We caught up with TEFL expert, Danny, to quiz him about his time teaching English abroad. Look familiar? That’s because he’s recently told us all about teaching English in a Summer Camp, what’s Danny the TEFL teacher like though? Read on to find out!
How Did You Get Started As a TEFL Teacher?
I wanted a way of living in Italy and learning Italian because I was sick of English weather and always wanted to speak another language, especially Italian. My housemate told me about a TEFL course at my Uni and it went from there.
Where Have You Taught?
I’ve taught for two years in Italy at a private school teaching mostly teenagers. 18 months in Japan at another private school teaching little kids and a few private 1-1 classes with adults. Eight and a half months in Poland at a state primary and some classes at a private school teaching adult conversation. And five weeks back home in England at a summer school teaching 11 to 18 year olds.
What’s Your Favourite Memory Of Your Time As a Teacher?
I had a class of six Japanese two and three year old girls, and I was trying to get them to pronounce the word ‘pumpkin’ but no matter how hard they tried it always came out ‘pumpakin’. It was really cute as they were so serious trying to get it right. So I gave up and chased them around the class doing a gorilla impression instead.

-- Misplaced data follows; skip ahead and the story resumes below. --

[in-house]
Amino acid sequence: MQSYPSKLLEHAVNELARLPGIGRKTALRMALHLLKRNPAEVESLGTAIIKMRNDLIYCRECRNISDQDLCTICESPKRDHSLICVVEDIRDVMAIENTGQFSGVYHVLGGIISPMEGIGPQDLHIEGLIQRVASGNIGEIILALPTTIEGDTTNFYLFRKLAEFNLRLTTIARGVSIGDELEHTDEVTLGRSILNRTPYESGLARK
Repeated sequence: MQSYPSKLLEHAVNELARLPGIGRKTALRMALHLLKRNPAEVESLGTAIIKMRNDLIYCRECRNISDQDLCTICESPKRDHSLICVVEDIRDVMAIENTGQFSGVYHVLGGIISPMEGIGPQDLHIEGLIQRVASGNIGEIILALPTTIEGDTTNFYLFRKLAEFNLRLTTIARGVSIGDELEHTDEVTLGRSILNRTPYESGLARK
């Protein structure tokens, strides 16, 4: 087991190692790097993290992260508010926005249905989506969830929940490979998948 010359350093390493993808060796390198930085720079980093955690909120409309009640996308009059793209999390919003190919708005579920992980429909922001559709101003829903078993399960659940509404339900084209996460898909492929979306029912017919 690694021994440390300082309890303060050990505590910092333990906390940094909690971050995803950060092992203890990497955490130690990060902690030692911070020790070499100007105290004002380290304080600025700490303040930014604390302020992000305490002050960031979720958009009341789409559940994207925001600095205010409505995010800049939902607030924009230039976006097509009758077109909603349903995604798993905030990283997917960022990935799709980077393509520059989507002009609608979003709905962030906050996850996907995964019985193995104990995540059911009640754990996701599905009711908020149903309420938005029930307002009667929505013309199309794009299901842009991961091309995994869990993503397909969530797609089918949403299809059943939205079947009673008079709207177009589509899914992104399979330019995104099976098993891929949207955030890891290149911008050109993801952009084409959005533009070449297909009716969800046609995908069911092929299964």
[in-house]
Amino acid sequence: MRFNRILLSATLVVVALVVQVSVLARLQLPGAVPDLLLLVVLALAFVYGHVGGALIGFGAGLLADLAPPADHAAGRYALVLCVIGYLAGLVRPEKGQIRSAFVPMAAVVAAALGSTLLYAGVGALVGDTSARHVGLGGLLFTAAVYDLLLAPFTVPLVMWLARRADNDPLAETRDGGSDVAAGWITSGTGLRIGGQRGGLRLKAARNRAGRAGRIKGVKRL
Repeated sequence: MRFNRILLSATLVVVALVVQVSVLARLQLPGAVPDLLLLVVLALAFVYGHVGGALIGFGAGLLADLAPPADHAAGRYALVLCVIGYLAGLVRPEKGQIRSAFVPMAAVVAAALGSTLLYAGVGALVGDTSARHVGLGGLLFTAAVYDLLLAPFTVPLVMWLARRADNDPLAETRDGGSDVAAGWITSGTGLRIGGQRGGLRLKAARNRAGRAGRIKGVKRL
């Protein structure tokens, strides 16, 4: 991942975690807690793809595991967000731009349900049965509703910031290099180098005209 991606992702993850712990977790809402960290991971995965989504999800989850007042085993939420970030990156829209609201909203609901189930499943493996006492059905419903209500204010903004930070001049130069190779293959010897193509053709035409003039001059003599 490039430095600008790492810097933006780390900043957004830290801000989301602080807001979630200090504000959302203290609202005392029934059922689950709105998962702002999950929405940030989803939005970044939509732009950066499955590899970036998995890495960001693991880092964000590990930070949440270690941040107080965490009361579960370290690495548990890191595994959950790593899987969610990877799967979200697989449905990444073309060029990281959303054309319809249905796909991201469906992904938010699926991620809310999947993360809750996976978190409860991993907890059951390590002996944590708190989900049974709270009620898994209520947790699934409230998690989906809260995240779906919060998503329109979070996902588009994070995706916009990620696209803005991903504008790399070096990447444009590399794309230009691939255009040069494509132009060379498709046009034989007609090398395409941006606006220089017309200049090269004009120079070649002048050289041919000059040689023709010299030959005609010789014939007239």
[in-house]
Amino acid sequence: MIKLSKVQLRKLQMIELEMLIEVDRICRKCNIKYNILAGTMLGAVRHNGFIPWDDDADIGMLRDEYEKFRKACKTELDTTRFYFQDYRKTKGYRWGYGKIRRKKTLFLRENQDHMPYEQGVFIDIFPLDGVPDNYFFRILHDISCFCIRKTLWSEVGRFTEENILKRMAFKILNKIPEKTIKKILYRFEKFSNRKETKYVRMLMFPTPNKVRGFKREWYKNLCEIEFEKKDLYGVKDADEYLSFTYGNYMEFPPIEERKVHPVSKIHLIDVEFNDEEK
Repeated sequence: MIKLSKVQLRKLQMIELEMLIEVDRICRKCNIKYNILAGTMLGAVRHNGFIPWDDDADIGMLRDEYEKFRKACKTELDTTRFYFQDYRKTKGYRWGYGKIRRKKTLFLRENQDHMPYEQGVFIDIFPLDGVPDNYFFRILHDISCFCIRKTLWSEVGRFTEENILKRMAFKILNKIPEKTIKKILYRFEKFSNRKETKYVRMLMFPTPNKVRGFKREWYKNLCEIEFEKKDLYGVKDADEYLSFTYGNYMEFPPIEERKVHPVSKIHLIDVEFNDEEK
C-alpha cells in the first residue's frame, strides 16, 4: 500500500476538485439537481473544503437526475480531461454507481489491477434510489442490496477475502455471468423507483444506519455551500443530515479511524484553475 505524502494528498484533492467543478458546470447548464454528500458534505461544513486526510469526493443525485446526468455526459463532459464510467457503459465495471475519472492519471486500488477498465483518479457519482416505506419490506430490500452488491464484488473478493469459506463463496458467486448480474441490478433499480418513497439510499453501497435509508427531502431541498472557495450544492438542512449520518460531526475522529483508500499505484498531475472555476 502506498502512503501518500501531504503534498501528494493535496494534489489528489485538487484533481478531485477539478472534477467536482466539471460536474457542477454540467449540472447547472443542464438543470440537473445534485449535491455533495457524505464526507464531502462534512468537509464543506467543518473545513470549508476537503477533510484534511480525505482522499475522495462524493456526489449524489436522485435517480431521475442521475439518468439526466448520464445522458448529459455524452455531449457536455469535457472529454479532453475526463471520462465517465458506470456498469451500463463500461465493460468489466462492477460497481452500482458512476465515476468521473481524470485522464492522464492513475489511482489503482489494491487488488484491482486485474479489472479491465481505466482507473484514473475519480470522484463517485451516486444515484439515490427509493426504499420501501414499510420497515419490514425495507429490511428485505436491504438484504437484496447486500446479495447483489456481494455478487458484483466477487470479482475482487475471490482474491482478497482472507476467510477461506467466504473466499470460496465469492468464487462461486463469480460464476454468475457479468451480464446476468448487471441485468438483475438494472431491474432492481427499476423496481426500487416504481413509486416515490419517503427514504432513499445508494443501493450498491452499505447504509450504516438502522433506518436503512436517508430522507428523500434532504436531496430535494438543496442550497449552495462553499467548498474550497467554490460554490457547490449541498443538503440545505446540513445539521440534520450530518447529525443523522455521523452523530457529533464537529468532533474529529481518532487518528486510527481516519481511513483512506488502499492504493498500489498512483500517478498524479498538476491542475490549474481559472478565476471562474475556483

What Did You Learn From Being a TEFLer?
I grew up a lot because I was forced to be completely independent and I gained a lot of confidence in myself. I am back at Uni doing a Masters Degree in Education now and my experience of teaching English overseas has been really useful.
What’s the Most Useful Advice You Could Give to Other’s Who Are Thinking Of Getting Involved In TEFL?
Never give advice to another teacher unless they ask for it, as many are insecure about their teaching skills, but try and ask for advice because many will have great tips you can use in your classes. Try and learn the local language and make as many local friends as possible. Join sports teams, classes and gyms as this will build up a circle of friends quickly. Learn the local customs on tipping, physical contact, personal space etc. as quickly as possible too. Make sure you get access to the internet so you don’t feel cut off from home. When working with kids, try to turn everything into a game.
Do You Think the Fact That You Were a Man Made Any Difference to Your Experience As a Teacher?
It made things much easier in Japan as the kids were better behaved for male teachers. I have never encountered sexism either way from an employer, but have often found younger kids respond better to men, at least initially, because they have mostly female teachers at younger ages and it is new and different for them. Once they get to know you they will of course treat you on your own merits, regardless of sex.
If you want to teach in Italy, take a look at our guide to living and teaching there!